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Study Creates Homemade Power Plant Using Pencil, Teflon Tape And Cardboard

Pencil, cardboard and teflon tape have more to them than meets the eye. Xiao Sheng Zhang of the University of Tokyo has discovered a way of producing power equivalent of 2 AA batteries, using only these household articles. The device they have engineered is barely 8 square centimeters in size, but is capable of generating 3V or more. Though it is not much, the discovery is exciting because it is affordable and more importantly because it doesn't leave any residual waste behind.

static-electricity-from-pencil-cardboard

The concept upon which this discovery rests is static electricity; the transfer of electrons between two insulators when they come in contact. The system uses two cardboards, bent as a bow so that they don’t touch each other. Both the cardboards are scribbled with the pencil, so that the layer of carbon acts as electrodes. One of the cardboards is treated to teflon tape on the other side. They are placed in such a way that the system is enclosed by carbon electrodes on both sides, and two layers of paper beneath them, and a teflon tape in the middle.

When the cardboards are pressed against each other, they come in contact, and as a result, there is a charge polarity between them. When released and they get separated from each other, the charges are transferred to the carbon layer. The researchers attached a capacitor to the carbon electrodes which absorbs the charge generated every time the cardboards are pressed against each other.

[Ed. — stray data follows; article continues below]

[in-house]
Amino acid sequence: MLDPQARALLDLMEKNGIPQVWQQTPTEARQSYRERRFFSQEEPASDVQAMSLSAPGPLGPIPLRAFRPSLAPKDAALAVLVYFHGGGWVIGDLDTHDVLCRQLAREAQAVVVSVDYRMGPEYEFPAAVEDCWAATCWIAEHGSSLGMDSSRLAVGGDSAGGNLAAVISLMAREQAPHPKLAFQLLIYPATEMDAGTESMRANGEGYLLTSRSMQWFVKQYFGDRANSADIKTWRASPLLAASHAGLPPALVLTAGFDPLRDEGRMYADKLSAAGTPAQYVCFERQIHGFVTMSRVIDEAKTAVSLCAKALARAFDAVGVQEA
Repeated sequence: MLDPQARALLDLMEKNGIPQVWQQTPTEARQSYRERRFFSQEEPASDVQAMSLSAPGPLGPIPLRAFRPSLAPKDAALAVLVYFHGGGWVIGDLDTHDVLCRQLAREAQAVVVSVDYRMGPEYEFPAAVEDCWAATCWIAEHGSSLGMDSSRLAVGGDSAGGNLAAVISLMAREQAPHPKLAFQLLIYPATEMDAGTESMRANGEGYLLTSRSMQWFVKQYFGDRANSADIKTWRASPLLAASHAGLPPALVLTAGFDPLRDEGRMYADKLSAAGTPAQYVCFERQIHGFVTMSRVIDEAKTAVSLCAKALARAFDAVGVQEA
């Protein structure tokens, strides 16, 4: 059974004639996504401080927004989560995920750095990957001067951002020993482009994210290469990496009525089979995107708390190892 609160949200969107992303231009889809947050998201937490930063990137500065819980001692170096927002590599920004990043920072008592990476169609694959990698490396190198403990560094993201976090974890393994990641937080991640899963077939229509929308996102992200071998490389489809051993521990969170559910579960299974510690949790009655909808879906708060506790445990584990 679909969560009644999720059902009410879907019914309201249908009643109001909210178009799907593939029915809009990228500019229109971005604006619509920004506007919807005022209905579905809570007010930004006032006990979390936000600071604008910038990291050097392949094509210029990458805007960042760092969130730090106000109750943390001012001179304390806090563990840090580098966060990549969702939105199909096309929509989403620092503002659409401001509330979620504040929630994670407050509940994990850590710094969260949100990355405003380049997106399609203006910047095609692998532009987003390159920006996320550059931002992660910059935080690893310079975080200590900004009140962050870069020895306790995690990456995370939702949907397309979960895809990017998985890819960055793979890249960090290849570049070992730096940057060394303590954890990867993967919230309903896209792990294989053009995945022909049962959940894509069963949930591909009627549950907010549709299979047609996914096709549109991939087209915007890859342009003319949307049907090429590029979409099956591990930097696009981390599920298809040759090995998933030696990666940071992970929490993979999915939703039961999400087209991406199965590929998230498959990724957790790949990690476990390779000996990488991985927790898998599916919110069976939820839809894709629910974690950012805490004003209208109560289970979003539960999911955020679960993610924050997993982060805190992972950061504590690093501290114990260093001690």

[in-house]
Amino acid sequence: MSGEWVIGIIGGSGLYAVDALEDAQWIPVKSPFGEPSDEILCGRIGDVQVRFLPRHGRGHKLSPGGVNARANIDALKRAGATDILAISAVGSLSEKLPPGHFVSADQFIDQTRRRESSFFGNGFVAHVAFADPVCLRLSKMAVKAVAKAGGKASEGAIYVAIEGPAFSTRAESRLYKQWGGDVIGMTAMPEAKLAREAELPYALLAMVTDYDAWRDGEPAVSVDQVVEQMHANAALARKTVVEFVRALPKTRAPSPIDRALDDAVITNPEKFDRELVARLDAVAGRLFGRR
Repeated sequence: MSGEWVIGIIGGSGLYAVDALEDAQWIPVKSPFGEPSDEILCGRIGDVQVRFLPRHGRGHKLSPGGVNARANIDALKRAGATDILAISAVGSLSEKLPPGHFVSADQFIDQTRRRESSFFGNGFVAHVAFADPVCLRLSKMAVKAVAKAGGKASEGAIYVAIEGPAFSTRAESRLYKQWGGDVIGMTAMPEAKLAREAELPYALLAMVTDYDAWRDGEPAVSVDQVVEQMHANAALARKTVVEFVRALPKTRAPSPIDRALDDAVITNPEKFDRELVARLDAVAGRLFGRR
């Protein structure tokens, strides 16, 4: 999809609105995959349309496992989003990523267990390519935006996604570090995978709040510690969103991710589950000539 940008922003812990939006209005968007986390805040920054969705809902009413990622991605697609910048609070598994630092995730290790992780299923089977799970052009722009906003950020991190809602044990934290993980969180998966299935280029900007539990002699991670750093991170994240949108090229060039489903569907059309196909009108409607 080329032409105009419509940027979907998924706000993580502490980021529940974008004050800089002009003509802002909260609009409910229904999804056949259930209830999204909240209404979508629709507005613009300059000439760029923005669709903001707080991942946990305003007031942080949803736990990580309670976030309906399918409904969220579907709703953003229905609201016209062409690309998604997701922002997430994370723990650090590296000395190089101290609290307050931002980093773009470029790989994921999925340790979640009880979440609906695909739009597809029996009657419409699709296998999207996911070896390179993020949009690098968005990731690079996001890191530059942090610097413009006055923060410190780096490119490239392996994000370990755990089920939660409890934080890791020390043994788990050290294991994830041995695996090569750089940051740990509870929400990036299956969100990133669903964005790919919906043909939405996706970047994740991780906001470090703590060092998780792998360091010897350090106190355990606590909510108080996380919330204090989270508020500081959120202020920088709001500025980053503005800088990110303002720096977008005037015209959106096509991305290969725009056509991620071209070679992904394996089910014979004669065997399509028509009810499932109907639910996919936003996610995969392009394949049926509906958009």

As an enhancement to this already efficient system, Xiao Sheng used sandpaper to roughen the surfaces of the cardboards. This increased the area of contact, therefore amplifying the charge generated. The system experienced a spike in output of up to 6 times. The miniature power plant can light up a small LCD screen, power a remote control or nano sensor.

The research on generating energy from static electricity, also known as Triboelectric Nanogenerator, began in 2012. Xiao Sheng who is a post doctoral student at the EPFL (École Polytechnique Fédérale de Lausanne) Microsystems Laboratory in Switzerland, presented this paper at the IEEE conference, and is confident that it will be widely adapted in the medical field. Especially in developing countries, such low-cost paper diagnostic systems are already being tried, and could prove a cost-effective solution.

Source: Phys.org
Harshad Italiya
Harshad Italiya • Jan 27, 2016
Interesting !
Some nice setup with Bike tyre can illuminate some sort of LEDs for sure. 😀
Harshad Italiya
Interesting !
Some nice setup with Bike tyre can illuminate some sort of LEDs for sure. 😀
But some time gap must be given between each cycle, continuous tapping wont help in this case
Anoop Kumar
Anoop Kumar • Jan 29, 2016
Interesting concept👍
Mass uses might be at distance but definitely a fun project for school.
Akhil C Joy
Akhil C Joy • Jan 31, 2016
Hi all,

I am sure even any of our engineering college will not choose this project at least as a miniproject. Let no one should work on it.

Anyway think on these topics.
Chair with massager.
Light glowing Shoes.
self charging laptop by typing keys. etc.....

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